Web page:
What Happens To Solar Panels In Winter? A Lesson From The Frick Environmental Center


On public tours of the Frick Environmental Center, a common question that visitors ask has to do with the large solar panels that cover the Center's parking area: How well do the solar panels that power the Center make energy in winter?

Even when covered with a thin layer of snow, the panels get enough sunlight to make the energy needed to keep the Center running smoothly. However, when we get deep, dense snowfalls like the ones that have happened lately, we see from our real-time performance software that there's a pretty significant drop in energy.

A screenshot of solar production in December

The solution to clearing the snow from the solar panels is one similar to the scraper you use on your very own car windshield, except MUCH bigger.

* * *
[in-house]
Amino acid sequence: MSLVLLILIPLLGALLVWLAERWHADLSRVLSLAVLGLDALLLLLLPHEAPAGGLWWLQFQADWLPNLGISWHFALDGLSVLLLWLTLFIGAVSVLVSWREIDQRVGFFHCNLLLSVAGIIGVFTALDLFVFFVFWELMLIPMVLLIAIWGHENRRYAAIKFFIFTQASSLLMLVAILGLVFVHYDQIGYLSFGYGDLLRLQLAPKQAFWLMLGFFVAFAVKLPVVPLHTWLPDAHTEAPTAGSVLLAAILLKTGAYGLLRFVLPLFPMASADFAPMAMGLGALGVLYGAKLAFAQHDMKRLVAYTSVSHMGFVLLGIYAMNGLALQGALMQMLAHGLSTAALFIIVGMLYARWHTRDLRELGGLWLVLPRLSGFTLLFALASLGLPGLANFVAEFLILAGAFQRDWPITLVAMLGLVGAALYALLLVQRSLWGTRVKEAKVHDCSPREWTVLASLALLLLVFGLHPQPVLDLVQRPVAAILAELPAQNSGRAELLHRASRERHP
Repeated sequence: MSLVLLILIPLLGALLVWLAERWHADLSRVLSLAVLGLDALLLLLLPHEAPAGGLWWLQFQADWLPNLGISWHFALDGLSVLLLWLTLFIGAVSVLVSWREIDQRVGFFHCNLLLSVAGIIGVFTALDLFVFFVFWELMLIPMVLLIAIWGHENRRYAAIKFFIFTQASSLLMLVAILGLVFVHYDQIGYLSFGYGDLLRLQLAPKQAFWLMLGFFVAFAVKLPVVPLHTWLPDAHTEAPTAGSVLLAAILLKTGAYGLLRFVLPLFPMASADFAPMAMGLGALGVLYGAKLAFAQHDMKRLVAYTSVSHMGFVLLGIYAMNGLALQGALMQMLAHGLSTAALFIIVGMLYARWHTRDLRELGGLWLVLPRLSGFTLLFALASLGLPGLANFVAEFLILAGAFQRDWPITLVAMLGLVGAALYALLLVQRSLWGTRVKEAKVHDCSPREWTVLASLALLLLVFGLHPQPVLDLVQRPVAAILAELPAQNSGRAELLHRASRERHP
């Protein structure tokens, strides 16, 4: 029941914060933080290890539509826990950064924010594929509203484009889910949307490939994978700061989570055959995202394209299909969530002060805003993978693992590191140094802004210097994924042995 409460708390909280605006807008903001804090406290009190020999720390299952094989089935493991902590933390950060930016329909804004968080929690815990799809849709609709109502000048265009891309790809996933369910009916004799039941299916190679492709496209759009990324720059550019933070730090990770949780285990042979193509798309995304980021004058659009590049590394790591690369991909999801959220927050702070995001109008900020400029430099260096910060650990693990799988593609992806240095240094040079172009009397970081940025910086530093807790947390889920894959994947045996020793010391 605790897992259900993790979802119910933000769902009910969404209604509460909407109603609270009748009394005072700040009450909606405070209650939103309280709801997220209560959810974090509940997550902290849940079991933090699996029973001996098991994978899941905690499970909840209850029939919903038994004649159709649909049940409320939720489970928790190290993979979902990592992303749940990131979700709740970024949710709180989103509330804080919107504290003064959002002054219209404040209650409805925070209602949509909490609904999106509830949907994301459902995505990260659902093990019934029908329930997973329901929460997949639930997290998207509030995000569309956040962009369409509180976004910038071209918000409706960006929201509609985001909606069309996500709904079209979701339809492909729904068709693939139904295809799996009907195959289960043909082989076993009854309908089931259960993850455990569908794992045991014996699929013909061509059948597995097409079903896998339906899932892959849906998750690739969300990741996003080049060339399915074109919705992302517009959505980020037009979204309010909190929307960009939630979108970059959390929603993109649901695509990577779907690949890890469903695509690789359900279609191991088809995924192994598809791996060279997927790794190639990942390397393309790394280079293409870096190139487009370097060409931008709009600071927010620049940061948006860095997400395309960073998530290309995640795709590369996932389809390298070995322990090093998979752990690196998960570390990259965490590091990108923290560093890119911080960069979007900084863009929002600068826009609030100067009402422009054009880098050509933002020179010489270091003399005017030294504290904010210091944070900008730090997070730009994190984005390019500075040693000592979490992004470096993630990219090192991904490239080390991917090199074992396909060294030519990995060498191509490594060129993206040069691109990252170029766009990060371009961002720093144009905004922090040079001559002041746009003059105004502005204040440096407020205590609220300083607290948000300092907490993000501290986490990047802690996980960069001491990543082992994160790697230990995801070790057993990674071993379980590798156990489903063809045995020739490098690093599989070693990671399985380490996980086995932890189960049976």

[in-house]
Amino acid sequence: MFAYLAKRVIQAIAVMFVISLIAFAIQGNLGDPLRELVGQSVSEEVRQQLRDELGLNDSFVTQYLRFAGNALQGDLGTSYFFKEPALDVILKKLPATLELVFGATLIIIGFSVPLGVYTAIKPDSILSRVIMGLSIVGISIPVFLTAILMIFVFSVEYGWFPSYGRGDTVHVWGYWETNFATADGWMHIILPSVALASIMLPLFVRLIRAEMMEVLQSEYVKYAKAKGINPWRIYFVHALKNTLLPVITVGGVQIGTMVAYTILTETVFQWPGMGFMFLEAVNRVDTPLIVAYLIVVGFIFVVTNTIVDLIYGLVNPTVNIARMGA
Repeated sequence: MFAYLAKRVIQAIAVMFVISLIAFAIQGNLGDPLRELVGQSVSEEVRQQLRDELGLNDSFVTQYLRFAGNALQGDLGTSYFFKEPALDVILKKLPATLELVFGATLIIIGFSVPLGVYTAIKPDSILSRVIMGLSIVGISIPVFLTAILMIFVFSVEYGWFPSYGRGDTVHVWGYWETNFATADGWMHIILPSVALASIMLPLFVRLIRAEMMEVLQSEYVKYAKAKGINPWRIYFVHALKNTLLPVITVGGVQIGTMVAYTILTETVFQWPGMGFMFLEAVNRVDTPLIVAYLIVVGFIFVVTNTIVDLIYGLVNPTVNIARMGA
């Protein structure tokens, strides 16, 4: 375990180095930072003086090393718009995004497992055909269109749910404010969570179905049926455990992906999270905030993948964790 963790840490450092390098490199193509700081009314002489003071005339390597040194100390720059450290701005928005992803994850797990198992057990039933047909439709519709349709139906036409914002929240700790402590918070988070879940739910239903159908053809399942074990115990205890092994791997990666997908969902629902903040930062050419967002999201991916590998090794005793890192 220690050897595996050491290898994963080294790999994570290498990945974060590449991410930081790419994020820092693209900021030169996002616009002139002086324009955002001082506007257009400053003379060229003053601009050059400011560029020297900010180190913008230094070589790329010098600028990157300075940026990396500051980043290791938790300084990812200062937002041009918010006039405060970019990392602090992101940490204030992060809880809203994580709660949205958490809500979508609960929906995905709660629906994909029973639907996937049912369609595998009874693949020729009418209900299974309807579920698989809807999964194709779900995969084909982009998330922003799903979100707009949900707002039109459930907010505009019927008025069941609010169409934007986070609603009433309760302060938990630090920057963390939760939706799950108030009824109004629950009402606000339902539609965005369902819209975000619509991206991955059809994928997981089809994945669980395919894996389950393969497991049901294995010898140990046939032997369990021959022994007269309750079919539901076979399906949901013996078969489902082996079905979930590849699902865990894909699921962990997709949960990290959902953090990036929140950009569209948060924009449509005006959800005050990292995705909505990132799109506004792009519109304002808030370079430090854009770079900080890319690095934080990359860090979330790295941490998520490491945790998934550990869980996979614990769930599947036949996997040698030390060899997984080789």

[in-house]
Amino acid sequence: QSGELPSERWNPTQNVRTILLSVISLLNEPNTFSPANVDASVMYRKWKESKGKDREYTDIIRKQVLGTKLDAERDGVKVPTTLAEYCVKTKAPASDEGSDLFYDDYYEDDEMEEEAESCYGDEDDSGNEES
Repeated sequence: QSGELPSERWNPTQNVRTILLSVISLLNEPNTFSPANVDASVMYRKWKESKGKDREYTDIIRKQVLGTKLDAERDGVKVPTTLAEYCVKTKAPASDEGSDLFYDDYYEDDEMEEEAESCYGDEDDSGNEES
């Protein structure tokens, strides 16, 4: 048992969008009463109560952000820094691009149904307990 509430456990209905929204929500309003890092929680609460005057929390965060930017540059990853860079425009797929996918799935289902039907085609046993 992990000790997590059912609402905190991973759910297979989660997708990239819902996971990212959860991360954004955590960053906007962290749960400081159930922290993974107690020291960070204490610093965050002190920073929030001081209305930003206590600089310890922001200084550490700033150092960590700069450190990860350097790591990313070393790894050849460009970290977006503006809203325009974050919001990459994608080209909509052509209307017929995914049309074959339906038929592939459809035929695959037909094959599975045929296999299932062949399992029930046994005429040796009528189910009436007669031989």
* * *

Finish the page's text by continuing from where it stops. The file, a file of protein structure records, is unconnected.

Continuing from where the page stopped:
Site Manager Reed with our high tech snow clearer

This giant squeegee does the trick without damaging the panels. We don't remove all of the snow completely; after all, the melted snow is also useful as collected water for gray water sources (such as water for toilet flushes) on site.

This winter, we're experimenting to find a balance between clearing enough snow to allow sunlight through, while leaving the rest to melt. Removing all of the snow would mean choosing energy over water - so we have to consider that when deciding what to do.

The Center's solar panels after being partially cleared

We hope that by exposing more snow, it will heat up in the sun and melt faster. This strikes a good balance between collecting water and creating energy - and as a side benefit, creates patterns on the panels that look pretty interesting from Beechwood Boulevard!

Maureen Olinzock is the Sustainability Coordinator for the Pittsburgh Parks Conservancy